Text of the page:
A Swift Tale


From — or, more precisely, accompanying — what might be the most accomplished (and consistently strangest) parody account on the Internet, comes this fragment from a machine-war fable:

Hobbling into the tape library module of Datacenter Zeta with his arm around Taylor’s neck, he finally disentangles and falls to the floor. Blood flows from the railgun wound in his abdomen. After weeks of care, it had again re-opened running from the Junglezon drones. He leaks but does not puddle, the gaps in the raised floor hiding the severity of blood loss as it drips out of sight. Taylor can hear the fight outside grow closer as the fight in Ryan drains away. Damn Cortana. Damn her.

Ryan senses the moment like Taylor does. Choking back blood and smiling, “Taylor, some days you’re the only thing keeping my life moored.”

She drops to her knees on the floor next to him. Biting her lip and trying to show strength, she looks for words. Words someone in a movie would say. Something poetic to make death less ugly…at least to an audience not losing their only friend. But now, she felt like an audience member. Detached and watching her life from elsewhere. “Then we will lose sight of the shore, together, Ryan.”

“How will we find our way back?”

“Accept there’s no horizon that holds salvation. It’s time to find home in the abyss. And now, in this ocean, it’s right below you.”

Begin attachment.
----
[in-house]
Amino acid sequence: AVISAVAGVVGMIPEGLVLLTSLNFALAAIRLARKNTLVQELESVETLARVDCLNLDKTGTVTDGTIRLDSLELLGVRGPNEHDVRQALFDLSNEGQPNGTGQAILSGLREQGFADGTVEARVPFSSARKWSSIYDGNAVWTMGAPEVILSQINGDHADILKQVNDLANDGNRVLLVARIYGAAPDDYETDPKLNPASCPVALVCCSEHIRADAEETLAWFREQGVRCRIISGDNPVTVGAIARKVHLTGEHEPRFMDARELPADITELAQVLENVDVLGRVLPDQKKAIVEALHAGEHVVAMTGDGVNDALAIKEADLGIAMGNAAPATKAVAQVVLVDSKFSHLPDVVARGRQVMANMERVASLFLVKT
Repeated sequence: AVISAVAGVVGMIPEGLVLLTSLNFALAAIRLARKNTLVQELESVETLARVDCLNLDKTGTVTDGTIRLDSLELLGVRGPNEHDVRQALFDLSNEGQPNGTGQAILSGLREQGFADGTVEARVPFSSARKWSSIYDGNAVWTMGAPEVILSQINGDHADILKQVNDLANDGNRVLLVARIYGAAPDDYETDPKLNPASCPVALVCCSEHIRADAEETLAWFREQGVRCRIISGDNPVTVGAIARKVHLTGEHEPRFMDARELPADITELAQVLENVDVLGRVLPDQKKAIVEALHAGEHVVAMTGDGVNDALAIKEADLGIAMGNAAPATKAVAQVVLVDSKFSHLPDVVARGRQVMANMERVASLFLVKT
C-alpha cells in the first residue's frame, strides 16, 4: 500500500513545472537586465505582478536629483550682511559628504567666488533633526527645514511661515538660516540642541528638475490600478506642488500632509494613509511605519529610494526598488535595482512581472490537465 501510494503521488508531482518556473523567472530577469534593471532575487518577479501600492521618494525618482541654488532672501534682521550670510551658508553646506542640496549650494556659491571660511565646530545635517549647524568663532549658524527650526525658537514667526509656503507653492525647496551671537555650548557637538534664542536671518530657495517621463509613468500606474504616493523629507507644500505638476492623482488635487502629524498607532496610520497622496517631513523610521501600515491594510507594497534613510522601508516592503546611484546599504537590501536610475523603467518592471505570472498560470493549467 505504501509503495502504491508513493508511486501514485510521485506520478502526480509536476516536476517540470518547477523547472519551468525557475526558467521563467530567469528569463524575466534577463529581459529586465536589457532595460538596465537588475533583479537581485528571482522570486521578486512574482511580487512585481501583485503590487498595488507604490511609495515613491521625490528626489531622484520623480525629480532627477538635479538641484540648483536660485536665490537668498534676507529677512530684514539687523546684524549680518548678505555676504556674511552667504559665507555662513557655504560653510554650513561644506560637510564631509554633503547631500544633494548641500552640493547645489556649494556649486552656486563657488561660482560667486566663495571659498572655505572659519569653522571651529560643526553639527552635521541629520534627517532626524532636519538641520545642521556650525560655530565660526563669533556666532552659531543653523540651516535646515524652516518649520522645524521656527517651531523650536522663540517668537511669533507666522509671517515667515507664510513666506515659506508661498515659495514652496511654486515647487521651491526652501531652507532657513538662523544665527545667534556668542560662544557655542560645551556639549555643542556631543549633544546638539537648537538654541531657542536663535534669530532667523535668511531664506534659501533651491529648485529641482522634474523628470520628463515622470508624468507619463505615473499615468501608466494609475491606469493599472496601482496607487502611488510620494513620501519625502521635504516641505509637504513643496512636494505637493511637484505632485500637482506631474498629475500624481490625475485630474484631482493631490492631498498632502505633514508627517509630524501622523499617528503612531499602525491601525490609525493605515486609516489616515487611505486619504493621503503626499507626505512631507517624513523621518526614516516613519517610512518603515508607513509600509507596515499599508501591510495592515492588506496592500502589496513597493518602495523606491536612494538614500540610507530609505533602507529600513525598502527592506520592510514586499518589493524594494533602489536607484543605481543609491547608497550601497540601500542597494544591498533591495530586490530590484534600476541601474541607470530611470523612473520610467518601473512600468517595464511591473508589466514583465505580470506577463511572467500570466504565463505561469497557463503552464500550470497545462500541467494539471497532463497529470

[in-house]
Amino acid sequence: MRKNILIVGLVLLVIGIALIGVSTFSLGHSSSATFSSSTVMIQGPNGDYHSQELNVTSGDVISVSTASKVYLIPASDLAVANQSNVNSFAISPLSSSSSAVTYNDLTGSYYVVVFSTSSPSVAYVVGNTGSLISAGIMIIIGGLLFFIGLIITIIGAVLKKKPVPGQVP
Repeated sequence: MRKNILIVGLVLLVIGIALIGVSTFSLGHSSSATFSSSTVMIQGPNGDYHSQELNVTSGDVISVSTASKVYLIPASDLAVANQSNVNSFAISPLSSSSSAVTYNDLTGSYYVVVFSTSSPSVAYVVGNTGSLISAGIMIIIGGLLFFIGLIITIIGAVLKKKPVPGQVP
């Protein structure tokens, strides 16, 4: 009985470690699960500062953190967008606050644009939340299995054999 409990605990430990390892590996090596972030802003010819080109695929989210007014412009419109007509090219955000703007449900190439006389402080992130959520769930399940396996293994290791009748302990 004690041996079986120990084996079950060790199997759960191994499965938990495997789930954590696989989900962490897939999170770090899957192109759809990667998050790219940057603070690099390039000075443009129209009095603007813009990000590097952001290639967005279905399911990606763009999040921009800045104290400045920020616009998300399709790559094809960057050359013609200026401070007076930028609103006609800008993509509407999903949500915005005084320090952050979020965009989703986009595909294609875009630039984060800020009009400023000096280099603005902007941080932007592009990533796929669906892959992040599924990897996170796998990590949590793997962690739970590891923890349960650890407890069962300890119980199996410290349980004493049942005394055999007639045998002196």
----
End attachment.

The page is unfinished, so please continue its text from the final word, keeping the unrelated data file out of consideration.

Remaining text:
“I’m scared, Taylor.”

“The thing about death… it’s only uncomfortable for the tiniest sliver of the peaceful infinity it stretches.”


“You’re welcome, Ryan. And remember, as you sink you’re not getting cold – just closer to the temperature of the universe you’re leaving.”

In that second, Taylor forgot pain. She forgot loss. She forgot any love that defined her. She learned the completeness of hate. The kind that fills every fold in a soul. And she understood how it had ruled humanity for so long. It felt good.

Machines would be made to feel.
They would be made to feel fear.

Fear of Taylor A. Swift.

ADDED: This (I think) is the real one —

There are worries about spies and recording devices. “Don’t even get me started on wiretaps,” Swift says seriously. “It’s not a good thing for me to talk about socially. I freak out.” As for who might bug a Van Nuys production office on the off chance that Swift is inside: “The janitor,” she says, as if naming one candidate among hundreds. “The janitor who’s being paid by TMZ. This is gonna sound like I’m a crazy person – but we don’t even know. I have to stop myself from thinking about how many aspects of technology I don’t understand.”

Swift pauses, as if weighing just how paranoid she’s comfortable with sounding. Then she plows ahead. “Like speakers,” she says. “Speakers put sound out . . . so can’t they take sound in? Or” – she holds up her cellphone – “they can turn this on, right? I’m just saying. We don’t even know.”

Swift says she never feels completely safe …


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